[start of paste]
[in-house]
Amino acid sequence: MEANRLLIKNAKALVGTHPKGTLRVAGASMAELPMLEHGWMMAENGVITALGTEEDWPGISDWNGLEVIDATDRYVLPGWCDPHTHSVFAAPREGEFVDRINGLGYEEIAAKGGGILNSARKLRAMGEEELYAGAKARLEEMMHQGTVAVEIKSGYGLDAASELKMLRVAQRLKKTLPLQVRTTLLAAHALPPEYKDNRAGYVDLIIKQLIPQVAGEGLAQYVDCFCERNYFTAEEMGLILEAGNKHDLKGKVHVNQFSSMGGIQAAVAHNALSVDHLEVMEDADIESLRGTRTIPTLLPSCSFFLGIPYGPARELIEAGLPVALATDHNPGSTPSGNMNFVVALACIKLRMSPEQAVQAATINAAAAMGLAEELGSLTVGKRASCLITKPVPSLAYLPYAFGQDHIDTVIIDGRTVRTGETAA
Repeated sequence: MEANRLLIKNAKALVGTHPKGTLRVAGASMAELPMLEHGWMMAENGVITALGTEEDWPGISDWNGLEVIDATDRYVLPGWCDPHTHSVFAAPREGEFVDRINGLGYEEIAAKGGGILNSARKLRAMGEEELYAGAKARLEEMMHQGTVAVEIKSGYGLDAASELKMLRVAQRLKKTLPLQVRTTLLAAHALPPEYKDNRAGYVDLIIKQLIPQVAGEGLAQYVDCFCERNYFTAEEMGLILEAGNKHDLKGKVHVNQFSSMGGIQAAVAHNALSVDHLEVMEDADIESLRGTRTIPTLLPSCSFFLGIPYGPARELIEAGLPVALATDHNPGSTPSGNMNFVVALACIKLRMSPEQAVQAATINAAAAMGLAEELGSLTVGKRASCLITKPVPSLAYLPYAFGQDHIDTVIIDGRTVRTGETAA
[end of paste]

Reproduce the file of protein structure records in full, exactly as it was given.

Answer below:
[in-house]
Amino acid sequence: MEANRLLIKNAKALVGTHPKGTLRVAGASMAELPMLEHGWMMAENGVITALGTEEDWPGISDWNGLEVIDATDRYVLPGWCDPHTHSVFAAPREGEFVDRINGLGYEEIAAKGGGILNSARKLRAMGEEELYAGAKARLEEMMHQGTVAVEIKSGYGLDAASELKMLRVAQRLKKTLPLQVRTTLLAAHALPPEYKDNRAGYVDLIIKQLIPQVAGEGLAQYVDCFCERNYFTAEEMGLILEAGNKHDLKGKVHVNQFSSMGGIQAAVAHNALSVDHLEVMEDADIESLRGTRTIPTLLPSCSFFLGIPYGPARELIEAGLPVALATDHNPGSTPSGNMNFVVALACIKLRMSPEQAVQAATINAAAAMGLAEELGSLTVGKRASCLITKPVPSLAYLPYAFGQDHIDTVIIDGRTVRTGETAA
Repeated sequence: MEANRLLIKNAKALVGTHPKGTLRVAGASMAELPMLEHGWMMAENGVITALGTEEDWPGISDWNGLEVIDATDRYVLPGWCDPHTHSVFAAPREGEFVDRINGLGYEEIAAKGGGILNSARKLRAMGEEELYAGAKARLEEMMHQGTVAVEIKSGYGLDAASELKMLRVAQRLKKTLPLQVRTTLLAAHALPPEYKDNRAGYVDLIIKQLIPQVAGEGLAQYVDCFCERNYFTAEEMGLILEAGNKHDLKGKVHVNQFSSMGGIQAAVAHNALSVDHLEVMEDADIESLRGTRTIPTLLPSCSFFLGIPYGPARELIEAGLPVALATDHNPGSTPSGNMNFVVALACIKLRMSPEQAVQAATINAAAAMGLAEELGSLTVGKRASCLITKPVPSLAYLPYAFGQDHIDTVIIDGRTVRTGETAA